“The light at the end of the tunnel is in sight, but it doesn’t bring back any of those lives or bring solace to the grieving families,” said Dr. Steven Woolf, director emeritus of the Center on Society and Health at Virginia Commonwealth University. “My other worry is that, for too many Americans and politicians, the rush for life to ‘get back to normal will lead to complacency about the problems that made us vulnerable to COVID in the first place.”
New study shows almost 25% of people who get COVID develop long-term symptoms
A new report by FAIR Health shows that almost a quarter of COVID-19 patients develop long-lasting symptoms or Long COVID.
The study found that some symptoms were more prevalent in certain age groups or demographics. Older patients had a higher chance of developing high cholesterol, while younger patients were more likely to develop gastrointestinal issues after diagnosis.
The journal analyzed nearly 2 million private health care claim records of patients with COVID-19, excluding those with chronic conditions such as cancer and HIV.
– Steven Vargas
Maryland’s COVID-19 state of emergency to end July 1
Maryland’s COVID-19 state of emergency will end on July 1, more than 15 months after the deadly virus made its first appearance in the state in March 2020.
All remaining health restrictions will end on that date, Gov. Larry Hogan said Tuesday, including mask mandates.
“The battle’s not over,” Hogan said. “We’re transitioning from a state of emergency to an ongoing operation.”
That operation will include continuing to vaccinate thousands of Marylanders who still need the shots and caring for the shrinking number of people sickened by the virus.
Over the course of the pandemic, Maryland has seen more than 460,000 cases of COVID-19. Nearly 9,500 people died, many of them elderly and vulnerable.
Hogan said Tuesday that Maryland’s health metrics have improved significantly since the worst peak of the pandemic in the winter.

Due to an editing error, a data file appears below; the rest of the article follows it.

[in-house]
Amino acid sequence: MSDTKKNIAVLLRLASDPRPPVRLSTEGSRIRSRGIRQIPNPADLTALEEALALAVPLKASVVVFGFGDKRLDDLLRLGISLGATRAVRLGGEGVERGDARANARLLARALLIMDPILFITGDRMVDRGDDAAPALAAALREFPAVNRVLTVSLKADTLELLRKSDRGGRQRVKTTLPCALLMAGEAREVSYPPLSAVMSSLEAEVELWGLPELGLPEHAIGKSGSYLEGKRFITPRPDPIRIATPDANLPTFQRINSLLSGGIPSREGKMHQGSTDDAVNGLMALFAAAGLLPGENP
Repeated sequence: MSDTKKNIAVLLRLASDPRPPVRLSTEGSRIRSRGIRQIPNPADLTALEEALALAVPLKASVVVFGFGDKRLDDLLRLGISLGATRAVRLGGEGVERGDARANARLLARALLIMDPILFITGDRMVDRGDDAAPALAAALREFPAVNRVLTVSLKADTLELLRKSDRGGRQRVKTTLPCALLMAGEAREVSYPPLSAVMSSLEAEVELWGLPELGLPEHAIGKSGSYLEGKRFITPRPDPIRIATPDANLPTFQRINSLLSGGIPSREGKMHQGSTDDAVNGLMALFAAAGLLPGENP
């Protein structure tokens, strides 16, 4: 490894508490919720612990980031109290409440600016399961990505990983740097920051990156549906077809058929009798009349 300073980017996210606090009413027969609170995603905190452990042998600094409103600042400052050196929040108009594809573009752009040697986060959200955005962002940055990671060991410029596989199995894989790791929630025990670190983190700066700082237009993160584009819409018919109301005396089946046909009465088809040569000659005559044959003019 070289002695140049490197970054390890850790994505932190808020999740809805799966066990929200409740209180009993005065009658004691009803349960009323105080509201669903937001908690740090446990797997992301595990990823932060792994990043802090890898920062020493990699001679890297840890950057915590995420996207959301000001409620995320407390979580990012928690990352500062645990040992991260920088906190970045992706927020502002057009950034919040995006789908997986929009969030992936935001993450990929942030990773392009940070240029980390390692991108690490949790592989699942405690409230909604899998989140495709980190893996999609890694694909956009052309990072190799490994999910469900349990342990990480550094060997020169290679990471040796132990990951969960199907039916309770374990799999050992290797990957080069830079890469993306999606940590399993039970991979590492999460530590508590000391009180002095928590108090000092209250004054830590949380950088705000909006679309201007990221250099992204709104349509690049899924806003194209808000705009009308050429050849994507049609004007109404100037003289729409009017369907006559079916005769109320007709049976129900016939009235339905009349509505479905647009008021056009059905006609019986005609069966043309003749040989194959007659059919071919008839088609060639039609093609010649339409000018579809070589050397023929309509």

“We have finally reached the light at the end of the tunnel,” Hogan said.
– Madeleine O’Neill, Salisbury Daily Times
New York, California ease restrictions as vaccination thresholds reached
New York state has surpassed the first-shot, 70% vaccination threshold for adults, Gov. Andrew Cuomo announced Tuesday, a benchmark that will trigger a pullback on safety precautions such as those still in place for social distancing in restaurants.
It means retail stores, restaurants, offices, gyms, amusement centers, hair salons can make it optional to have capacity and social distancing restrictions, as well as ease COVID disinfection protocols. However, large-scale event venues, pre-K to 12th-grade schools, public transit systems, homeless shelters, correctional facilities, nursing homes and health care settings must continue to follow existing state’s guidelines until more New Yorkers are vaccinated.
“Congratulations to New Yorkers because they are the ones who did it,” Cuomo said at a celebratory event at One World Trade Center in Manhattan.
And on the other coast, the nation’s largest state reopened Tuesday, effectively ending a slew of 15-month restrictions to stem the COVID-19 pandemic. California is ranked 41st among the states where coronavirus was spreading the fastest on a per-person basis, according to a USA TODAY Network analysis of Johns Hopkins University data. With 11.87% of the country’s population, California had 6.19% of the country’s cases in the last week.
– Joseph Spector
Donated US vaccines arrive for Mexican border cities
Mexico received 1.35 million doses of Johnson & Johnson coronavirus vaccines donated by the United States Tuesday and Mexican officials said that once they are applied, there would be no reason to continue restricting travel over the U.S. border.
The U.S. vaccine shipment will be used to vaccinate anyone over 18 in four cities along the U.S. border: Tijuana, Mexicali, Ciudad Juárez and Reynosa. Mexico has said the goal is to boost vaccination rates there to levels similar to the U.S. cities they adjoin.
Foreign Relations Secretary Marcelo Ebrard, who was meeting with U.S. Homeland Security Secretary Alejandro Mayorkas in Mexico City, said that after the vaccinations “there will be no public health arguments for keeping the border closed.”
Contributing: The Associated Press.